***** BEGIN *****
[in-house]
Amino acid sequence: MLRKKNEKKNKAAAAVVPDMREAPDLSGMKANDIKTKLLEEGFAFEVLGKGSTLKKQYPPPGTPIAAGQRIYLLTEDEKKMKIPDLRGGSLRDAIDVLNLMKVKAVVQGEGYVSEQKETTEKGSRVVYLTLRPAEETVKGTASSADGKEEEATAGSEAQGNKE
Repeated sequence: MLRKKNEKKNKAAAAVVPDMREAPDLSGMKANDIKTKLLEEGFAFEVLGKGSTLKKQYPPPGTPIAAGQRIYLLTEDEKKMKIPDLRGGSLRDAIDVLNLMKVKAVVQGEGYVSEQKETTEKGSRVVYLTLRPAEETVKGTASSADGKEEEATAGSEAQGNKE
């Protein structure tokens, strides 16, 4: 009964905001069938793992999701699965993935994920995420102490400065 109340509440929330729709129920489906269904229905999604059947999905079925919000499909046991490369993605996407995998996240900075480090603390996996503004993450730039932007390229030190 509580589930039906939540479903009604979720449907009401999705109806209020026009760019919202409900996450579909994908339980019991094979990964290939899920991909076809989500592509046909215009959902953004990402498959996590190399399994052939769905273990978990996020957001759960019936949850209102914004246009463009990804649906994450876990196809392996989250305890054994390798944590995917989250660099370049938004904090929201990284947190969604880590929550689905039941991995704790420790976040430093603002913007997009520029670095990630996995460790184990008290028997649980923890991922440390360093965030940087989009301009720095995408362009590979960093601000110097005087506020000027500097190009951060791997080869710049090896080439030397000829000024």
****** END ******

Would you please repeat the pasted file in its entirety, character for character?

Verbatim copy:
[in-house]
Amino acid sequence: MLRKKNEKKNKAAAAVVPDMREAPDLSGMKANDIKTKLLEEGFAFEVLGKGSTLKKQYPPPGTPIAAGQRIYLLTEDEKKMKIPDLRGGSLRDAIDVLNLMKVKAVVQGEGYVSEQKETTEKGSRVVYLTLRPAEETVKGTASSADGKEEEATAGSEAQGNKE
Repeated sequence: MLRKKNEKKNKAAAAVVPDMREAPDLSGMKANDIKTKLLEEGFAFEVLGKGSTLKKQYPPPGTPIAAGQRIYLLTEDEKKMKIPDLRGGSLRDAIDVLNLMKVKAVVQGEGYVSEQKETTEKGSRVVYLTLRPAEETVKGTASSADGKEEEATAGSEAQGNKE
């Protein structure tokens, strides 16, 4: 009964905001069938793992999701699965993935994920995420102490400065 109340509440929330729709129920489906269904229905999604059947999905079925919000499909046991490369993605996407995998996240900075480090603390996996503004993450730039932007390229030190 509580589930039906939540479903009604979720449907009401999705109806209020026009760019919202409900996450579909994908339980019991094979990964290939899920991909076809989500592509046909215009959902953004990402498959996590190399399994052939769905273990978990996020957001759960019936949850209102914004246009463009990804649906994450876990196809392996989250305890054994390798944590995917989250660099370049938004904090929201990284947190969604880590929550689905039941991995704790420790976040430093603002913007997009520029670095990630996995460790184990008290028997649980923890991922440390360093965030940087989009301009720095995408362009590979960093601000110097005087506020000027500097190009951060791997080869710049090896080439030397000829000024």